A Deeper Shade of Green
We are quite proud of the fact that green implies a sincere commitment to the natural environment, as well as an awareness and concern for social issues that are directly affected by the shelter industry. But there is so much more to the whole concept of green.
I enjoyed reading and learning about the amazing projects featured in the March/April 2017 issue of Green Builder, highlighting our annual green home award winners, and perusing the lists of outstanding building materials, products and systems that these extraordinary builders and designers have employed in their entries. But I can’t help but shake my head and privately chuckle in amusement, as well.
You see, for more than a decade we have delivered the highest-quality information to our readers about successful sustainable development and green building. Yet from time to time, we still turn over a rock and find folks in the industry who haven’t gotten the message, or for some reason refuse to hear it.
While the vast majority of the building product manufacturers—and those who handle their marketing internally or through third-party agencies—have long understood the underlying green message and the benefits that come with it, there are still a few out there who leave us bewildered and asking ourselves where they have been for the past couple of decades.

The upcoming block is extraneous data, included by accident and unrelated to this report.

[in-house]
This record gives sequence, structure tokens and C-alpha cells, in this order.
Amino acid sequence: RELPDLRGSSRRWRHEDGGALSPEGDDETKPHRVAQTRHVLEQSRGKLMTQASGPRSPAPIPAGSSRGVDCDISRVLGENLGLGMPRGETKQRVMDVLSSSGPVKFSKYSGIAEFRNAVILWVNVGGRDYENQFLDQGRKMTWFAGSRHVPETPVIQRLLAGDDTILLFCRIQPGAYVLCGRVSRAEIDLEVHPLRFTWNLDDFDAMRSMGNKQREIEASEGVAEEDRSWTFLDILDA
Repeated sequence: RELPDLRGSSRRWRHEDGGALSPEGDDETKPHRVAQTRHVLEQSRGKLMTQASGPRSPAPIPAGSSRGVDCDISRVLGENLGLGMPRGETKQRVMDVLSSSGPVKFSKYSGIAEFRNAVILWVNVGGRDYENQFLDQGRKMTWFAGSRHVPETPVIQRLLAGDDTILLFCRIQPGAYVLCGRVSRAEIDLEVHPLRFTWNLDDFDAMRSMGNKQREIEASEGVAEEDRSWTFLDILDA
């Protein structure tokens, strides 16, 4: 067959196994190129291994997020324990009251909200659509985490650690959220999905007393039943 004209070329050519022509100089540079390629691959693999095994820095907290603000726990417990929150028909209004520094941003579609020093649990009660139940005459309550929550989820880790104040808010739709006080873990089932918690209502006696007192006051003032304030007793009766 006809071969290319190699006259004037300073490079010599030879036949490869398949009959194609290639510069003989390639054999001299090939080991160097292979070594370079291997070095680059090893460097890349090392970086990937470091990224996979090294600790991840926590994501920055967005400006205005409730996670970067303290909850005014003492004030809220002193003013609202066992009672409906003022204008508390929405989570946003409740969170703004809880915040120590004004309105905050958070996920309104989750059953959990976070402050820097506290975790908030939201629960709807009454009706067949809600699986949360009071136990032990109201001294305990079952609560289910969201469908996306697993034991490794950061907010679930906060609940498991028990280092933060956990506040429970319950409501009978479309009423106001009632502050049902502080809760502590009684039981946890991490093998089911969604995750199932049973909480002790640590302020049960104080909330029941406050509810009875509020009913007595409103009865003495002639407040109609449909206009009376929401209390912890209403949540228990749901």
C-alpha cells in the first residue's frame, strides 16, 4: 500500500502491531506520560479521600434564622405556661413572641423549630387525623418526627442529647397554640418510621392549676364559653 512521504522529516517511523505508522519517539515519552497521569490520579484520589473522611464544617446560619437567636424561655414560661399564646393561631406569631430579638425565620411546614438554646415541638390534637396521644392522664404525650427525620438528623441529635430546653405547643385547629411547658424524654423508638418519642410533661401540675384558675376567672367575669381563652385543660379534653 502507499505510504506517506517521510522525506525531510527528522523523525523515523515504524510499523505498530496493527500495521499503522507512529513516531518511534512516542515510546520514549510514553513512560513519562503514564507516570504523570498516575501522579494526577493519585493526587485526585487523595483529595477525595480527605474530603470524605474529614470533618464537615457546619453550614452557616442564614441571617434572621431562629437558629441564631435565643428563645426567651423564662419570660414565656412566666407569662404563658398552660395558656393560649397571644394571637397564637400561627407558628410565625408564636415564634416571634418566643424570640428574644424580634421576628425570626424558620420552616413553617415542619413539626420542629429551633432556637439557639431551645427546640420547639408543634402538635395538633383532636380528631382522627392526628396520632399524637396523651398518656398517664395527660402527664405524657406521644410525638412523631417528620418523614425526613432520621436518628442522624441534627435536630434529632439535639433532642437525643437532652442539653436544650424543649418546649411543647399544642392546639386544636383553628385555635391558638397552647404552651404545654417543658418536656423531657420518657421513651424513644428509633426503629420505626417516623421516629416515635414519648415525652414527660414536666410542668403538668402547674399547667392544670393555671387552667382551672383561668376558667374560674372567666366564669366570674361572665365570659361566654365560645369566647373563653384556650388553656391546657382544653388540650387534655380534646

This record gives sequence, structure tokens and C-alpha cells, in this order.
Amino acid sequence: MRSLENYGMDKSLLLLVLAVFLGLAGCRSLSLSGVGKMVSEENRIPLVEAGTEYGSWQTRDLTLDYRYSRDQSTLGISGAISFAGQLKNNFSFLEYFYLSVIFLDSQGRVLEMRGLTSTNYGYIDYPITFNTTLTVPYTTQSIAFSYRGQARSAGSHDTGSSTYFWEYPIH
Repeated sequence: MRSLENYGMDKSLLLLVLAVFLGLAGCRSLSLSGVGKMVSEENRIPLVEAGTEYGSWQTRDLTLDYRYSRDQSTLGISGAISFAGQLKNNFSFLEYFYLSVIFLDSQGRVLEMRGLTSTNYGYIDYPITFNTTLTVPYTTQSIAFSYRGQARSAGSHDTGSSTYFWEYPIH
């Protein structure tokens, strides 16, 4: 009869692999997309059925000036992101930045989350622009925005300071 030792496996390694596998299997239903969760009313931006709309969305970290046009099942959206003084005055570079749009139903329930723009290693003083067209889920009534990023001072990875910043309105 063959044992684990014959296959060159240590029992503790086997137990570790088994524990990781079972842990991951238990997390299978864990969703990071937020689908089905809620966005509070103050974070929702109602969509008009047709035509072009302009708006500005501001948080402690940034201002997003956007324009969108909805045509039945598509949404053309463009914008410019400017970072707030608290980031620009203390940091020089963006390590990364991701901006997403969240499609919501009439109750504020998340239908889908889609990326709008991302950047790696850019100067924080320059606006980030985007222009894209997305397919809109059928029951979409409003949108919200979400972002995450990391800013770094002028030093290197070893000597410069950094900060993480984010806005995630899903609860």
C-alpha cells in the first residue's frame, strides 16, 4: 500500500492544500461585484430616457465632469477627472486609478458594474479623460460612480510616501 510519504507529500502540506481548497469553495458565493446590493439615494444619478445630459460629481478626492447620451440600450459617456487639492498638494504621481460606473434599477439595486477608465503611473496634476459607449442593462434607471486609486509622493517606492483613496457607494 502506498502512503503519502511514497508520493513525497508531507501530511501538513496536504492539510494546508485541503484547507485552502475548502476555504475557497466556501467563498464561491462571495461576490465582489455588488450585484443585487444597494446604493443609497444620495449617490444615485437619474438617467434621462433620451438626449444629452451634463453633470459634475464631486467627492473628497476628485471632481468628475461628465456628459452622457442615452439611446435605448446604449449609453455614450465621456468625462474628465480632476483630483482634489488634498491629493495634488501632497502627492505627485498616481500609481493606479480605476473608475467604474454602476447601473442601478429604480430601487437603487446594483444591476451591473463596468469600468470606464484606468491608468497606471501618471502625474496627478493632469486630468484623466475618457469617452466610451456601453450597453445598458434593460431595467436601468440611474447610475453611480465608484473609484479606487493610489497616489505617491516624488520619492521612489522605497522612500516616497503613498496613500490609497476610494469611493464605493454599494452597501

When we approach these companies, they sometimes respond that they’re “not promoting green” or that they “don’t think they have a green message to tell,” or that their “customers aren’t asking for green.” Others tell us that they are only trying to reach “mainstream” builders and designers, whatever that means.
Sure, we are quite proud of the fact that green implies a sincere commitment to the natural environment, as well as an awareness and concern for social issues that are directly affected by the shelter industry. But there is so much more to the whole concept of green. So, in the context of the building and development sector, what does green really mean?
We believe it simply means better.
Green means not being satisfied with just meeting the minimum requirements. Green means being energy and resource efficient. Green means improved comfort and indoor environment quality.
Green means employing proven building science, third-party verification and performance testing.
Green means durability and resiliency, and it means caring about your projects and how they perform long after they have been completed.
In a nutshell, green means higher quality!
Take time to study the award-winning projects in this issue, and be sure to take a good look at the products and systems that are listed with each one. These are not exotic, crunchy, hard-to-find options that come from obscure sources, whether we’re talking about the building envelope, surfaces, mechanical systems, finishes, appliances or whatever you care to name.
They are proven, respected, readily available components that really smart builders—those who deliberately and strategically differentiate themselves and their projects from the pack—specify in order to excel and succeed.
If you would like to offer your goods and services to the kind of builders and designers featured in this issue of Green Builder, you know where to find us.